A bipartisan Congress first voted to approve the RFS. President Bush signed it into law. Today that bipartisan support continues.

On September 30, 2015, former Senator Jim Talent (R-Mo.) debuted Americans for Energy Security & Innovation (AESI), a new group dedicated to broadening support for the Renewable Fuel Standard (RFS). AESI matters because it adds conservative support to the RFS, emphasizing to policy makers on both sides of the aisle the RFS’ importance to the United States.

Talent is wasting no time. AESI launched this web ad calling out President Barack Obama for shifting positions on biofuels. The video notes that Obama referred to the RFS as an important part of his energy strategy before rolling back mandates last spring.

As you know, the RFS was signed into law ten years ago, obligating oil companies to blend increasing amounts of renewable fuel. The policy ensured that the oil companies who control fuel distribution could not block the growth of lower carbon alternatives to gasoline. It is the only US climate law on the books.

And yet, the Obama Administration wants to slow the program down. The Administration is proposing to adopt an approach championed by the oil industry, which would allow yearly RFS targets to be waived if oil companies refuse to distribute renewable fuel. The Administration’s proposal is serious enough that two dozen top executives in the advanced biofuels industry signed a letter to the President criticizing the plan against the backdrop of the Paris climate negotiations.

Mr. Obama’s new Clean Power Plan, for example, predicts a reduction in carbon emissions equivalent to removing 166 million cars from the road The RFS however has already removed the equivalent of more than 124 million cars from the road and if deployed as designed will reduce emissions by far more than that. Replacing a proven, working climate policy with an untested one gains the world no ground.

Talent was one of the “prime movers” behind the passage of the RFS in 2005. “Senator Talent spearheaded a great victory for the ethanol and biodiesel industries,” Renewable Fuels Association President Bob Dinneen said that year.

The AESI is not alone in its bipartisan RFS defense:

  • Earlier this month, Pennsylvania Senator Pat Toomey (R) introduced an amendment to repeal the corn ethanol portion of the RFS. The effort was soundly defeated – 15 to 7. Despite numerous threats over the years, this was the first vote in Congress on an RFS repeal or reform effort. The result was a big, bipartisan win for biofuels.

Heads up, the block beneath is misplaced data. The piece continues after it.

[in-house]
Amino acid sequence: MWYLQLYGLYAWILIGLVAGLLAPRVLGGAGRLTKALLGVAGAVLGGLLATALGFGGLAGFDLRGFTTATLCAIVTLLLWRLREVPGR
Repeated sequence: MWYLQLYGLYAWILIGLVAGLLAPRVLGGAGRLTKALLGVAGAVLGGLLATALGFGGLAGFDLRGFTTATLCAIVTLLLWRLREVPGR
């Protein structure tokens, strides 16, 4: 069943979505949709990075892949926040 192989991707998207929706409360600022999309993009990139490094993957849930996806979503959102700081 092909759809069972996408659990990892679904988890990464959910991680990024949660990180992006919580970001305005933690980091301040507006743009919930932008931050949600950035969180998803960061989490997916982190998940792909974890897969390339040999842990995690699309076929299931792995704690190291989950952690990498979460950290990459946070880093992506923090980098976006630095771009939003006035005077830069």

• Iowa Governor Terry Brandstad (R) and Missouri Governor Jay Nixon (R) defended the RFS at the S. EPA hearing in June, where more than 250 people were scheduled to testify. The governors emphasized the direct link between the RFS and stronger rural economies.
  • In July, 36 U.S. senators from across the country wrote a letter to EPA administrator Gina McCarthy and other administrative officials emphasizing the domestic biodiesel industry’s production capacity and its ability to increase production.
  • More recently, presidential hopeful Hillary Clinton (D) voiced her support of the RFS while on her campaign trail. She seeks to strengthen the RFS as a part of her rural development policy platform and has been a notable proponent of biofuels and ethanol. In August, Clinton said she wanted to expand the share of renewable fuels within the nation’s energy supply while simultaneously revitalizing rural America.
  • Republican presidential candidates like Mike Huckabee (R) have also issued statements supporting the RFS. While some have suggested phasing it out over time, most generally tend to consider it a successful policy that should continue to receive federal support. “Four years ago I supported the RFS. I support it now. It’s part of energy mix,” said Senator Rick Santorum (R) in October.

“The RFS has been the only consistent and effective energy policy that Washington has produced,” said Talent, whose conservative background evidences continued bipartisan support for the RFS. Dating from the year it passed, through 2007 and 2008 to today, Republicans and Democrats alike have voted to support the RFS. Even 62% of the general public favors a strong RFS, according to an RFA study earlier this year. It’s no wonder that the RFS has strong bipartisan support.

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Ailish Kavanagh

I’m a creative specialist who writes about Bioenergy for Novozymes. As well as a writer, I’m a reader and – very occasionally - a doer.

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